Talent in banking

Hosted by Deloitte

April 21 2015


  • Tim Clayton-Ball & Margaret Doyle (Deloitte)

  • Anne-Marie Annes (Citi)

  • Catherine Green (Deutsche Bank)

  • Alex Fraser (ifs University College)



The foreword to Deloitte’s latest survey on graduate recruitment in banking says it all: “It has been more than six years since the collapse of Lehman Brothers, which brought the financial system to its knees and forced the big banks in the US and Europe to turn to their governments for help.” Since then, managements have been focused on ‘fixing the bank’ – but they have also worked hard to restore their image and to change their culture, not least by changing the way (if not the amount) they pay staff.

One good way to test whether this is working is to look at graduate recruitment. Is banking still an industry that the brightest students want to enter? And, if they do go into banking, what do they expect? How do their expectations match up with their career goals? And is the picture consistent across the various countries from which the global banks recruit their talent?

These are the sorts of questions that Deloitte’s annual Talent in Banking survey seeks to answer – and its latest edition offers answers that are both disturbing and surprising. It also provides an anchor for what I hope will be a lively discussion about the future of an industry on which most of us are dependent, one way or another.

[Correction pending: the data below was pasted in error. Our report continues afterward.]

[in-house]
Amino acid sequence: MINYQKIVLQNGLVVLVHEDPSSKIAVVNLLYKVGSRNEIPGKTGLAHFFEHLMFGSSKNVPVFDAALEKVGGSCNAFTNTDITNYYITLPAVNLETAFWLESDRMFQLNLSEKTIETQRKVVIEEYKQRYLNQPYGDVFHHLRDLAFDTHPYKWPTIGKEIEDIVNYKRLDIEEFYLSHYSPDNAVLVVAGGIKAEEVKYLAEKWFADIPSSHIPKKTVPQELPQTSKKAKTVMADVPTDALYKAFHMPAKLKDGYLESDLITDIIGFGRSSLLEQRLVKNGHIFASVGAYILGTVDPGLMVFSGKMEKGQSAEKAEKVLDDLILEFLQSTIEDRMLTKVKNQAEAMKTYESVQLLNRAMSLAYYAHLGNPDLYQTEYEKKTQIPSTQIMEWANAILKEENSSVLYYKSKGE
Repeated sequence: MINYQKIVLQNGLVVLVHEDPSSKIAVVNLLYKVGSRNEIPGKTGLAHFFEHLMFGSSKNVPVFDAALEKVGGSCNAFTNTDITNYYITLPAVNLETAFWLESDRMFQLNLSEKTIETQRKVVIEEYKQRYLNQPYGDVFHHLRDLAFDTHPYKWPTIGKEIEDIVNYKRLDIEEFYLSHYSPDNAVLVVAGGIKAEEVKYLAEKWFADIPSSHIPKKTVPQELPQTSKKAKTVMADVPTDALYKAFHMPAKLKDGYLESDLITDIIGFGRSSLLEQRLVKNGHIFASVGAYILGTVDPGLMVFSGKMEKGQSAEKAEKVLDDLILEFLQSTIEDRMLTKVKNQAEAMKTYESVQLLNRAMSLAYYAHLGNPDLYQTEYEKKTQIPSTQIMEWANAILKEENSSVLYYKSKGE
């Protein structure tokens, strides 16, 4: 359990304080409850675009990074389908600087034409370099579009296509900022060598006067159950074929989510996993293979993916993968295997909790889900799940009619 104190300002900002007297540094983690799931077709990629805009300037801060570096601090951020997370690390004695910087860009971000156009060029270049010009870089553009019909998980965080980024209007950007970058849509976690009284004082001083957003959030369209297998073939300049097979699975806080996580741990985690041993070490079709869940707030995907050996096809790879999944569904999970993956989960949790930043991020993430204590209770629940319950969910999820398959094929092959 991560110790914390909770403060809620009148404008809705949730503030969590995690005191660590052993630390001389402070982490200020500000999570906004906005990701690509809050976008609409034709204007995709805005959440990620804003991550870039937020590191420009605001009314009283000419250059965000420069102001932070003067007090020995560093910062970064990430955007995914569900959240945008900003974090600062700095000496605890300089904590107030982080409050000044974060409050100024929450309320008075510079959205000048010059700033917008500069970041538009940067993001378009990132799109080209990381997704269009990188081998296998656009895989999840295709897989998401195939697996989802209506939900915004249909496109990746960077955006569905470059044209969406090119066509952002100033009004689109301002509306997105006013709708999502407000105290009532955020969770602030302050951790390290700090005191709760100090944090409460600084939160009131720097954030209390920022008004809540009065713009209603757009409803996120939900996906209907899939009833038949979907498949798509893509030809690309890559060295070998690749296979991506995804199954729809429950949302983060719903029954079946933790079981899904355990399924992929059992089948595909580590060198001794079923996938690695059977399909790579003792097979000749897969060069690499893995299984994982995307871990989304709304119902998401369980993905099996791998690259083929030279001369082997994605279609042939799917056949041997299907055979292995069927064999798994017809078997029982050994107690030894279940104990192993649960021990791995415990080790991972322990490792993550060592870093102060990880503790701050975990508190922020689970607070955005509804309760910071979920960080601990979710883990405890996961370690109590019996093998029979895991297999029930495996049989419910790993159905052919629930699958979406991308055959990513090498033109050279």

I am, therefore, delighted that two of the Deloitte executives who were most closely associated with the Talent in Banking survey have agreed to present its findings:

  • Tim Clayton-Ball is the partner in charge of personnel development and growth in financial services, focusing on behavioural change management and HR optimization.
  • Margaret Doyle is the partner in charge of financial services insight in the UK. She has been a columnist for ReutersBreakingViews, a staff writer on The Economist and the Daily Telegraph and editor of Economist.TV. And she has an MBA from Havard.

The question then arises just how credible the report’s findings are – and how they are likely to affect both the supply of graduates and the demand for them. I am, therefore, equally delighted that we have representatives from banking and academia to kick off the response.

  • Anne-Marie Annes is the head of learning and development at Citi, with responsibility for entry-level development across the global franchise. She joined Citi in 2011 from the Institute of Bankers in Ireland.
  • Catherine Green is the regional head of UK and European graduate recruitment at Deutsche Bank.
  • Alex Fraser has just been appointed Principal of ifs University College – the Chartered Institute of Bankers as was, which has now transmogrified into a full-fledged degree-giving institution. Prior to joining ifs, he spent six years as chief operating officer at Cass Business School.